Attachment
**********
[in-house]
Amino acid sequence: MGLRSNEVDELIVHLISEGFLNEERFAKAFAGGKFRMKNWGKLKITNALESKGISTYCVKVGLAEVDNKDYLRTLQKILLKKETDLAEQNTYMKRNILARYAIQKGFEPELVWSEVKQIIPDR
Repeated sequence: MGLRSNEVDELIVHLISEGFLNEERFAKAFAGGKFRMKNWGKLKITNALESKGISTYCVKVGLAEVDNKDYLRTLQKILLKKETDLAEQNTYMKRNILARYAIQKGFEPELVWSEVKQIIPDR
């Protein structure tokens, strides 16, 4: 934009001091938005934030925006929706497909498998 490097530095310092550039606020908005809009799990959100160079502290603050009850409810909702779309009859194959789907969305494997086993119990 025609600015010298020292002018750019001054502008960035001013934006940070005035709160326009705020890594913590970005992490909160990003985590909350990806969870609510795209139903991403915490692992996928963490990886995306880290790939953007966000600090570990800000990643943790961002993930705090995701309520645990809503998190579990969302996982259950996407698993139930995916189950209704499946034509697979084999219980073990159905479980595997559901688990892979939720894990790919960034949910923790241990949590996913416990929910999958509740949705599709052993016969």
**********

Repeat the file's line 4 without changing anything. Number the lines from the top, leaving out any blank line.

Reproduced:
């Protein structure tokens, strides 16, 4: 934009001091938005934030925006929706497909498998 490097530095310092550039606020908005809009799990959100160079502290603050009850409810909702779309009859194959789907969305494997086993119990 025609600015010298020292002018750019001054502008960035001013934006940070005035709160326009705020890594913590970005992490909160990003985590909350990806969870609510795209139903991403915490692992996928963490990886995306880290790939953007966000600090570990800000990643943790961002993930705090995701309520645990809503998190579990969302996982259950996407698993139930995916189950209704499946034509697979084999219980073990159905479980595997559901688990892979939720894990790919960034949910923790241990949590996913416990929910999958509740949705599709052993016969």